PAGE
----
Some people were welcoming, though junior high school isn’t usually the most inclusive place. One girl in particular was downright mean. She pulled all the typical junior-high girl tricks – told her friends not to be friends with me, had them move tables if I sat nearby during lunch and made sure I wasn’t invited to her friends’ birthday parties. I distinctly remember a girl I thought I had become friends with tell me, “I wanted to invite you to my birthday party this weekend, but so-and-so said if you were invited she wouldn’t come.” How do you respond to that?

Despite the drama, I made it through junior high relatively unscathed, attended a private high school and then left for college.

Fifteen years later, I was rolling out my mat in a yoga class in San Francisco and heard someone call my name. I looked around and saw her smiling at me – that girl who had been so mean. After class, we made small talk about where we were living and working. I was friendly but left the conversation wondering: Does she remember all the things she did?

A week later, we ran into each other again at the same yoga class. We talked for a bit. I was friendly but wondered what I was doing there.

In the middle of our conversation, she looked me square in the eye and said: “I am really sorry for how I treated you in junior high. I was awful, and you didn’t deserve any of it.”

I felt tears forming in the corner of my eyes as the memories came flooding back – about being new in school, about feeling left behind, about trying to figure out the maze that was Silicon Valley as a seventh-grader who came from a small town in Connecticut. And then I realized something even greater: She had carried that regret with her all these years, and I had not.

Sure, she probably didn’t think about me every day or worry about how her words and actions had affected me. But the way she looked at me that day, and the way she authentically delivered her apology, made me realize that her behavior had left her with regret. In reality, her behavior had affected her far more than it had affected me.

With the new school year approaching, we often focus on how to have a good year academically – how to be organized, finish homework, study for tests and get good grades. We talk less about how to be a person of character – to err on the side of kindness, as author George Saunders spoke of in his commencement speech at Syracuse University last spring. Look it up, and have a conversation about it with your children.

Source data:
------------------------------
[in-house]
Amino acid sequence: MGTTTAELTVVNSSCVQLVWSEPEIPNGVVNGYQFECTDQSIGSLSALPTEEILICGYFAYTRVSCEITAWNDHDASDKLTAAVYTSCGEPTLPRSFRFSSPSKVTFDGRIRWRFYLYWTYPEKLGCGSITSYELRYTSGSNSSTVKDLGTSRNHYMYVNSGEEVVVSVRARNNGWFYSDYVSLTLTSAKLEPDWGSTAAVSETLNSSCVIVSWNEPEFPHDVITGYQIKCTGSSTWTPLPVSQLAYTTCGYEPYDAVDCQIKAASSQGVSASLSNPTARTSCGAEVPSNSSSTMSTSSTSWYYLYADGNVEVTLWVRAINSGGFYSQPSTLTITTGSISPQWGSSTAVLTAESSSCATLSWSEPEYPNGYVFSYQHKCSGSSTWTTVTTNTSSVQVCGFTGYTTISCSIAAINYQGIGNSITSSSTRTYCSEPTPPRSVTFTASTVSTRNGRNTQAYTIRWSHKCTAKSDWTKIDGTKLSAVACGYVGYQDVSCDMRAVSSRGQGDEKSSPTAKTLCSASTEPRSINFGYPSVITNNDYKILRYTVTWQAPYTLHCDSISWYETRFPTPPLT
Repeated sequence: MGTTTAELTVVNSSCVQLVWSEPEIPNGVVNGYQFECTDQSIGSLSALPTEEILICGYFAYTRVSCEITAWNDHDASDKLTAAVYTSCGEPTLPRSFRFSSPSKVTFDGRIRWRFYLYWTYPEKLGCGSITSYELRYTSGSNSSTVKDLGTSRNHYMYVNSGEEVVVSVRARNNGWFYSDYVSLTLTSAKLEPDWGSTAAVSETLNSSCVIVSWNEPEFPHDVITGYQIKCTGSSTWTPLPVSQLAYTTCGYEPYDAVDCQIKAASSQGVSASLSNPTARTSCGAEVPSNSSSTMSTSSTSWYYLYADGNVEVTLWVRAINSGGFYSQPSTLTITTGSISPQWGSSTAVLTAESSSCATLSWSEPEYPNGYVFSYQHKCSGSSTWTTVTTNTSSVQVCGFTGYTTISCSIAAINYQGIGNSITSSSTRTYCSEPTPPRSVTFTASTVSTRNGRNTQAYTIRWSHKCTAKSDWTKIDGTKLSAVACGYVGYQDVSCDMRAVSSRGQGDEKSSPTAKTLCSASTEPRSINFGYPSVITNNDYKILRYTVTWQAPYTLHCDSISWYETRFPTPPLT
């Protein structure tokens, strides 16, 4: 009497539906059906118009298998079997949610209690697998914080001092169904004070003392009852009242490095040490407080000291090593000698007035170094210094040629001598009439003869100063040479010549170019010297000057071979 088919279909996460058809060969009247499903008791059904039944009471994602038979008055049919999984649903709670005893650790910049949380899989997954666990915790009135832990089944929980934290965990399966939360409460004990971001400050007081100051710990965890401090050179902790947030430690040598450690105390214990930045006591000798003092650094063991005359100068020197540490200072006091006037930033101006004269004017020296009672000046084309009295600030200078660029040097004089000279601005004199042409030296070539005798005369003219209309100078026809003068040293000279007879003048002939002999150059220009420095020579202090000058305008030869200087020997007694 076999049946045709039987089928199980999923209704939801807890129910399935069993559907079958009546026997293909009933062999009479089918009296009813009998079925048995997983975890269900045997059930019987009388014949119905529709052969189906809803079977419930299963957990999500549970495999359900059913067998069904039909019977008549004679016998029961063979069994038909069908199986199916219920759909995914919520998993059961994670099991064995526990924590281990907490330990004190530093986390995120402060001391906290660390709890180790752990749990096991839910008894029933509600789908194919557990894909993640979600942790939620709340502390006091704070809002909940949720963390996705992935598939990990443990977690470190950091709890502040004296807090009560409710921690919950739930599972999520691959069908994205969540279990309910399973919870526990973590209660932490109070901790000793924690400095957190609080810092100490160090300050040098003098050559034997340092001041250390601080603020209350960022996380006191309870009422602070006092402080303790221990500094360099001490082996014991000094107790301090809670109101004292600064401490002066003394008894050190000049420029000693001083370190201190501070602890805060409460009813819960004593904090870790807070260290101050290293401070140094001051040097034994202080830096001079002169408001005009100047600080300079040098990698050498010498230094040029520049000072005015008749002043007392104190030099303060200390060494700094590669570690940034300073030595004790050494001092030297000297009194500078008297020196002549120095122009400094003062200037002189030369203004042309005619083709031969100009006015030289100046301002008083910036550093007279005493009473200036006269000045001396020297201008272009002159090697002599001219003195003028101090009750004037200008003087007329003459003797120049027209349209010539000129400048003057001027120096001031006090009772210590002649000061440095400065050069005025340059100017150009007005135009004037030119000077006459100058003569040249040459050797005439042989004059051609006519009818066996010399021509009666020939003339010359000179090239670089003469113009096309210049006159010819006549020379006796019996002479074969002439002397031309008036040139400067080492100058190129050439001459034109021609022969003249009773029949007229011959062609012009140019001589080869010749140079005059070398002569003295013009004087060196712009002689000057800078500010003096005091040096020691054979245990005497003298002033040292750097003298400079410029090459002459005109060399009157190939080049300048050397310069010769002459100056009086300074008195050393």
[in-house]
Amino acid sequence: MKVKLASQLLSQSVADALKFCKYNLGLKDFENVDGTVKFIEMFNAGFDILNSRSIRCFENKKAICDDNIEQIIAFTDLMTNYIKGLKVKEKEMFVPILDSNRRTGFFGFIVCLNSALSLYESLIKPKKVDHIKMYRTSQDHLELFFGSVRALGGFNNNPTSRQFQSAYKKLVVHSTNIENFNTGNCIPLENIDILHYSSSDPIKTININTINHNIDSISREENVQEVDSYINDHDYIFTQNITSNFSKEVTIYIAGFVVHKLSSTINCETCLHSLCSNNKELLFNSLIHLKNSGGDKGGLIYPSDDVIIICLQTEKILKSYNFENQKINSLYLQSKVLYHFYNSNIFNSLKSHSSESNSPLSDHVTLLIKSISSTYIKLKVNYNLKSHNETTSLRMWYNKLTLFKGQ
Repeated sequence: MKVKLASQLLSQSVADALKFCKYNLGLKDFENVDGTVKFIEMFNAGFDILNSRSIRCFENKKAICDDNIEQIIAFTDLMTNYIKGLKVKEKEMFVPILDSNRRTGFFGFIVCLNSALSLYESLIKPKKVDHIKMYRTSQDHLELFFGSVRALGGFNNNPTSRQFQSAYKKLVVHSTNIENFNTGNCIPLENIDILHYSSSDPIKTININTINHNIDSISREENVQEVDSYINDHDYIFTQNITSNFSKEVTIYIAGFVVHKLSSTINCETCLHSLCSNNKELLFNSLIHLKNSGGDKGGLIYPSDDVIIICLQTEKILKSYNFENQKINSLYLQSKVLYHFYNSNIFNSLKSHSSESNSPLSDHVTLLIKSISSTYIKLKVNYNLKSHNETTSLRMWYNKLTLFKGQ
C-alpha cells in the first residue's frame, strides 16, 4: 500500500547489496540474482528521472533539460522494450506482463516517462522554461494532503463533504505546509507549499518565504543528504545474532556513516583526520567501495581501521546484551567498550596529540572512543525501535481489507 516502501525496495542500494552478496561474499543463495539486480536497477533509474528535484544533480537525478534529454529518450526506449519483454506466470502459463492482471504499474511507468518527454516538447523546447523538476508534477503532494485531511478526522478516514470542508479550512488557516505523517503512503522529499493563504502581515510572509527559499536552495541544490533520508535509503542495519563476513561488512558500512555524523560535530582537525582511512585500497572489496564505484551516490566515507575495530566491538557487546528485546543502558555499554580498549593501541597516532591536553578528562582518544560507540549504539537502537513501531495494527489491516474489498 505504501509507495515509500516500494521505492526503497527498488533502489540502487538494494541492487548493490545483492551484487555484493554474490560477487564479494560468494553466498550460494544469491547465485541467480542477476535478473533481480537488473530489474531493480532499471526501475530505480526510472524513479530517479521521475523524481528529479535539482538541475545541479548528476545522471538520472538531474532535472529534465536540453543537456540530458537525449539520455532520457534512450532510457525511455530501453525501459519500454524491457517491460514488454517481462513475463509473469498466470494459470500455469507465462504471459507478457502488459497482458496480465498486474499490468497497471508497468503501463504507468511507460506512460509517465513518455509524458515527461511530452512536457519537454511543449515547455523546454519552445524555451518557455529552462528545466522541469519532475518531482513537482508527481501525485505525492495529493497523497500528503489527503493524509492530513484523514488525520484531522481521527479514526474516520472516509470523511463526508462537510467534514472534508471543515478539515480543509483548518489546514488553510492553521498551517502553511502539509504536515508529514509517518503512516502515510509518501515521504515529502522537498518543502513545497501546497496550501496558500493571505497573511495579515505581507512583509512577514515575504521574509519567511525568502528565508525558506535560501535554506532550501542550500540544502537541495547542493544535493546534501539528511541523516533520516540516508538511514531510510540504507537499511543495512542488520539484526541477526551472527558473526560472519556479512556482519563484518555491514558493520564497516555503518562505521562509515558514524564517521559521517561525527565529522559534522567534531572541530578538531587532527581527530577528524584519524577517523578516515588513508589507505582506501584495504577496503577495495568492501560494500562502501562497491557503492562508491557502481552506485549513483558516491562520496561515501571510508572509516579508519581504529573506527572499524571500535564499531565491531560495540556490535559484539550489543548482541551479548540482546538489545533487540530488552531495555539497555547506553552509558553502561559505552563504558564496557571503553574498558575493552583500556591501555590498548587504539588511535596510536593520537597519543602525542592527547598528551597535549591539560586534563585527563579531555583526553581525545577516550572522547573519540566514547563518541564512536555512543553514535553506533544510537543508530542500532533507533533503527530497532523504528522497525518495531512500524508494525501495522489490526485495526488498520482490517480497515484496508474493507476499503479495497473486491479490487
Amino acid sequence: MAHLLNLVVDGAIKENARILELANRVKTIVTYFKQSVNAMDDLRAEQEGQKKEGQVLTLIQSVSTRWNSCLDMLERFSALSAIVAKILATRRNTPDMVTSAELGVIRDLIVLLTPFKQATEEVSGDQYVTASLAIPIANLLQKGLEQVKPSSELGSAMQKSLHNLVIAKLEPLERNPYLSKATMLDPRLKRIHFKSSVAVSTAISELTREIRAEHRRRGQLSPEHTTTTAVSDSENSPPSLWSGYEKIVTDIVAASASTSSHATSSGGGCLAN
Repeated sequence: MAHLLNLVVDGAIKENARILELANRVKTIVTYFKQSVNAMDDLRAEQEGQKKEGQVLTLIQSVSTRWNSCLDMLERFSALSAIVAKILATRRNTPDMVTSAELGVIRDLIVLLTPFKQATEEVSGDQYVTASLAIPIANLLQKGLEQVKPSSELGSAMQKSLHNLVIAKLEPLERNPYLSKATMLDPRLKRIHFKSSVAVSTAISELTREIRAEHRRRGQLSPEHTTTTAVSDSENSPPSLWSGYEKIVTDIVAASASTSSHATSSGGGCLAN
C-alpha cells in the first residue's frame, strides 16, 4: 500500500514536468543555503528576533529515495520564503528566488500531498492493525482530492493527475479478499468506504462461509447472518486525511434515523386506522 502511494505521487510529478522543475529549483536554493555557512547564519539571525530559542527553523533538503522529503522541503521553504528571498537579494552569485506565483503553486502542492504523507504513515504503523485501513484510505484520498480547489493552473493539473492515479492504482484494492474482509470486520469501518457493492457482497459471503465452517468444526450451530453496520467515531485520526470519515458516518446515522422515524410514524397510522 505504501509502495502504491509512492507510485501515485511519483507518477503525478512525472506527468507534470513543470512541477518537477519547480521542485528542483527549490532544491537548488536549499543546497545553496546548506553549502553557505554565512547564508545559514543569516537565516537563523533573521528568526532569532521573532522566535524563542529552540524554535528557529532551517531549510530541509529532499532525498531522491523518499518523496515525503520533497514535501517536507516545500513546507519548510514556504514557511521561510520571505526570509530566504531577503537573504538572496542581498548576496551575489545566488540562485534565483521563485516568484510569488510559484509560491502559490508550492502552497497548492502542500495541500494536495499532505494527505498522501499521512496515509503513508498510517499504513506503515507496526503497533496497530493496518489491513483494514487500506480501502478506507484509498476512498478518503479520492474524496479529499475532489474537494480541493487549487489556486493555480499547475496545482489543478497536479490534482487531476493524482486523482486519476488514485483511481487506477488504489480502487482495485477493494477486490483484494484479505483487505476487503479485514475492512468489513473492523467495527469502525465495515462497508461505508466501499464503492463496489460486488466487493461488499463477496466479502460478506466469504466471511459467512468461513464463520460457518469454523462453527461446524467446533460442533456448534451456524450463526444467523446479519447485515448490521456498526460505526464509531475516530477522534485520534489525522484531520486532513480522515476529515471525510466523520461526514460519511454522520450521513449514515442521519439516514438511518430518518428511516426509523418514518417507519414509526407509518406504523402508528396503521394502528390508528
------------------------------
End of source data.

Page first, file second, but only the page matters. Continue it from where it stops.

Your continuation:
So, this year, instead of simply asking your children how they will have a better school year in terms of school, sports and activities, ask them how they can become a better person. How can they be a person who is inclusive, has good character and treats others with kindness? To whom will they introduce themselves? How will they actively be part of their school community? What can they do when they see someone sitting alone? Which classmates can they make an effort to get to know?

We all have choices. Learning to err on the side of kindness is one of the greatest gifts we can give our children. It is the first step in showing them how to live a life without regret. And that very may well be the most powerful childhood lesson of all.

Ana Homayoun is founder of the Los Altos-based Green Ivy Educational Consulting and author of “The Myth of the Perfect Girl: Helping Our Daughters Find Authentic Success and Happiness in School and Life” (Perigee Trade, 2012). For more information, visit greenivyed.com.

Submit a Letter to the Editor

The Town Crier welcomes letters to the editor on current events pertinent to Los Altos, Los Altos Hills and Mountain View. Write to us at 138 Main St., Los Altos 94022, Attn: Editor, or email editor Bruce Barton at bruceb@latc.com. Because editorial space is limited, please confine letters to no more than 200 words. Include a phone number for verification purposes. Anonymous letters will not be printed.

You can also have your say right here at losaltosonline.com – scroll to the bottom of any story to add a comment.